Pascal was born in France in 1623, and his efforts as a mathematician led to the development of probability theory and the modern calculator. After his father was seriously injured in a fall, the family’s religious identification deepened. Pascal embraced an ascetic lifestyle and, plagued by poor health, dedicated his later years to quiet theological reflection. Many of his notes—short, sober musings on faith and suffering—were reorganized and published posthumously as the Pensées.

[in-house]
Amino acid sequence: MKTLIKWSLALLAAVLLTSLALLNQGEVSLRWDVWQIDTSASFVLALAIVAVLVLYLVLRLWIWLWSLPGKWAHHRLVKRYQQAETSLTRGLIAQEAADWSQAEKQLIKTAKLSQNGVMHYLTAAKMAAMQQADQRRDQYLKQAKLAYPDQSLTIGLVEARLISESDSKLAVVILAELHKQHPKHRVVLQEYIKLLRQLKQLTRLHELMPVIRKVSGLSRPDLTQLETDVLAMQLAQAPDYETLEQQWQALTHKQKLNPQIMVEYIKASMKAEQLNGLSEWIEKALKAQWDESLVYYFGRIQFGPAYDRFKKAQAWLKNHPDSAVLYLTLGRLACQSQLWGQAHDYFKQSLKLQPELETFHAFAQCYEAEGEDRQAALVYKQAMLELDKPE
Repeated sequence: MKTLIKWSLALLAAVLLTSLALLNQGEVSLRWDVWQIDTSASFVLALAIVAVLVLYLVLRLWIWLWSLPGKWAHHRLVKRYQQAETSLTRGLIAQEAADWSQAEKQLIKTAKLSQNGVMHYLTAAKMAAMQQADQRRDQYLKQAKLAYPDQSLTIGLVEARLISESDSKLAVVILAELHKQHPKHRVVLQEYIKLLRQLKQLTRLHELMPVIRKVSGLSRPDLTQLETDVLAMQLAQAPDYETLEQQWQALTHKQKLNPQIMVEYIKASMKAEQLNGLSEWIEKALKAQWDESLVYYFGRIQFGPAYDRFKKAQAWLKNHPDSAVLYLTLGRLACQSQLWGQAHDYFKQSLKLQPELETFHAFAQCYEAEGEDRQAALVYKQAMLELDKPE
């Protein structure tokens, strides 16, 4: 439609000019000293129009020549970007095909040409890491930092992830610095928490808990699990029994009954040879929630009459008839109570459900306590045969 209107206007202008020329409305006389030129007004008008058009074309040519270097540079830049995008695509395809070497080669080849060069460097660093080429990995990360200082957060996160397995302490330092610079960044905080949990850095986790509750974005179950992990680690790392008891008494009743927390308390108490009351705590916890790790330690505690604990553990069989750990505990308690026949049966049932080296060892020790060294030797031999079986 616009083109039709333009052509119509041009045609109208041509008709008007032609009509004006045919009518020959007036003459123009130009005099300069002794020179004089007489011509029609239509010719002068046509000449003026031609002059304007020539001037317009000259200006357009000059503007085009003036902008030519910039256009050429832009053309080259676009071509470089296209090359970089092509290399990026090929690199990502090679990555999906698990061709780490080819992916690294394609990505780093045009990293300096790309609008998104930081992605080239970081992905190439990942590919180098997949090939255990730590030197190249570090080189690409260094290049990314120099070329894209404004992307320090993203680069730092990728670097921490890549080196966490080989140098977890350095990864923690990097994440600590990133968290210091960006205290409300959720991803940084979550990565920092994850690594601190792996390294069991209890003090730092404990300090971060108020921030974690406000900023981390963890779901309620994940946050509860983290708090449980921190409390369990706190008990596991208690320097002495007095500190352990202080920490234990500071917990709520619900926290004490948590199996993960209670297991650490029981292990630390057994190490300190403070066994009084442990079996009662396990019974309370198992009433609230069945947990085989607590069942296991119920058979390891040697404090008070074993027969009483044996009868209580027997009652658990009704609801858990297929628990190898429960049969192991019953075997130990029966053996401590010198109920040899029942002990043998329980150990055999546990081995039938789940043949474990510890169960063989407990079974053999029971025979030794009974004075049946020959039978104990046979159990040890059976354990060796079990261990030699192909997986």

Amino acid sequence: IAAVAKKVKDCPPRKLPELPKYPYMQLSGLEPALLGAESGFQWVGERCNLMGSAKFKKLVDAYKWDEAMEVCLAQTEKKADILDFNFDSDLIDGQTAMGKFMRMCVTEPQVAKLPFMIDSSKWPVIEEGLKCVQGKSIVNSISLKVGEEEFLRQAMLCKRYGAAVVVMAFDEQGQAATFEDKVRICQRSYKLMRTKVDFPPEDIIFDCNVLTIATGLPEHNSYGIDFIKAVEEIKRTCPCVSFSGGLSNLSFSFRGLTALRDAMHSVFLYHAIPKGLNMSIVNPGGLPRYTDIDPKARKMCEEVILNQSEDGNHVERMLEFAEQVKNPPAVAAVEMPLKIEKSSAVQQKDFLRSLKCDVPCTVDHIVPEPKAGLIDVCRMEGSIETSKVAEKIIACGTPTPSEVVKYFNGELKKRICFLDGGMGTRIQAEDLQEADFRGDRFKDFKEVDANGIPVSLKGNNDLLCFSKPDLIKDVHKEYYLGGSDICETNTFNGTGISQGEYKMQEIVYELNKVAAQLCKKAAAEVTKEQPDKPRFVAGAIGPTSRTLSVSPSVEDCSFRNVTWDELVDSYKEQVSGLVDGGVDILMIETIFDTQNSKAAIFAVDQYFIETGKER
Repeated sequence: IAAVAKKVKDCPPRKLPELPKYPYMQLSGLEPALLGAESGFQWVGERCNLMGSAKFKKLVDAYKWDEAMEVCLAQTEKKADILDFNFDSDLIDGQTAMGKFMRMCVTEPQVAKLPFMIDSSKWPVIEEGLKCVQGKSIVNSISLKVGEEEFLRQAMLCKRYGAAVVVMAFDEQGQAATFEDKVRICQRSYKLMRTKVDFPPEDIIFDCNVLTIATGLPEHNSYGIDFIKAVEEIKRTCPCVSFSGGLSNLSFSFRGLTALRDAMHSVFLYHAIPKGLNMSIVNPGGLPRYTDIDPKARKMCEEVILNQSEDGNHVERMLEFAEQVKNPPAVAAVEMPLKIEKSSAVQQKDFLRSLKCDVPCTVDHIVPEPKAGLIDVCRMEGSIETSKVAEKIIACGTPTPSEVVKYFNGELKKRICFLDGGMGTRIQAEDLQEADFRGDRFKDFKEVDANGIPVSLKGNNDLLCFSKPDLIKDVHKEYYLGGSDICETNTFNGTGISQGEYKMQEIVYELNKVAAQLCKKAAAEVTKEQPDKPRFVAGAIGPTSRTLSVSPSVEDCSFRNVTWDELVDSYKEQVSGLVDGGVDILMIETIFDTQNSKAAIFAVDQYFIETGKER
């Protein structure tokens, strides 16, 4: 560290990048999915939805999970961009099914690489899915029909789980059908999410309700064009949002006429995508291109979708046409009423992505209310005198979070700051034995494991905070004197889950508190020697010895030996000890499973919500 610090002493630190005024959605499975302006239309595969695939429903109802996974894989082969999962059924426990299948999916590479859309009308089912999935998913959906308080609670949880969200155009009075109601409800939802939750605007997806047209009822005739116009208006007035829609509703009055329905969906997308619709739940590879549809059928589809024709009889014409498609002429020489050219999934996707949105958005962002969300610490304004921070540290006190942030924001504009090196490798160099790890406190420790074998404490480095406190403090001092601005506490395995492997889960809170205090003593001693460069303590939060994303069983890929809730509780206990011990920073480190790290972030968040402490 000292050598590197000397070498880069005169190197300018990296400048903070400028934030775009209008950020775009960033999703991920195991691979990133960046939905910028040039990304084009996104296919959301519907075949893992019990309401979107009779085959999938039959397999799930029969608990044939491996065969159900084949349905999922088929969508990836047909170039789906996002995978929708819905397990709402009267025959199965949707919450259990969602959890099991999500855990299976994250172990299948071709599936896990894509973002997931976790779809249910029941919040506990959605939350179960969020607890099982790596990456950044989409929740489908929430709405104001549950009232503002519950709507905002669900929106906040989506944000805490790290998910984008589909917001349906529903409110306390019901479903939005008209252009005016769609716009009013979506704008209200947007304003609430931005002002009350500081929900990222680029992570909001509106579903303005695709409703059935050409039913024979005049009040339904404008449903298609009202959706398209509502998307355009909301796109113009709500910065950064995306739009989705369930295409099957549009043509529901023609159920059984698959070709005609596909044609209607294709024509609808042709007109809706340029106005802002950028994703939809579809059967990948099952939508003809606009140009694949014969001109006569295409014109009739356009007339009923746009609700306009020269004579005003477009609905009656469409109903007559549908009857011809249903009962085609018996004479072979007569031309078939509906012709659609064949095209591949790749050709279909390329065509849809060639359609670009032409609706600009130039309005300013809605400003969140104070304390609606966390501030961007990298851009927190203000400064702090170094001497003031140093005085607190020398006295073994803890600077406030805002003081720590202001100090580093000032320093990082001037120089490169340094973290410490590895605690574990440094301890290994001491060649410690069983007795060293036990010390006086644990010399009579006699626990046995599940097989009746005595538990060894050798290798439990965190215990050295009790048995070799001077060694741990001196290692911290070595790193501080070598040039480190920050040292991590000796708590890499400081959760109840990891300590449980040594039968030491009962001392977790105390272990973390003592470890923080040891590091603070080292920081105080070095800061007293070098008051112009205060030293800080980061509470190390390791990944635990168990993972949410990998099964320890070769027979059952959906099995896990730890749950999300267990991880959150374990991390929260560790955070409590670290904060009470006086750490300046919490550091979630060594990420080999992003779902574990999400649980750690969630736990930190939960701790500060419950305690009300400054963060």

To make light of philosophy is to be a true philosopher.

The last thing one settles in writing a book is what one should put in first.

Words differently arranged have a different meaning, and meanings differently arranged have different effects.

As we speak of poetical beauty, so ought we to speak of mathematical beauty and medical beauty. But we do not do so; and the reason is that we know well what is the object of mathematics, and that it consists in proofs, and what is the object of medicine, and that it consists in healing. But we do not know in what grace consists, which is the object of poetry.

When we read too fast or too slowly, we understand nothing.

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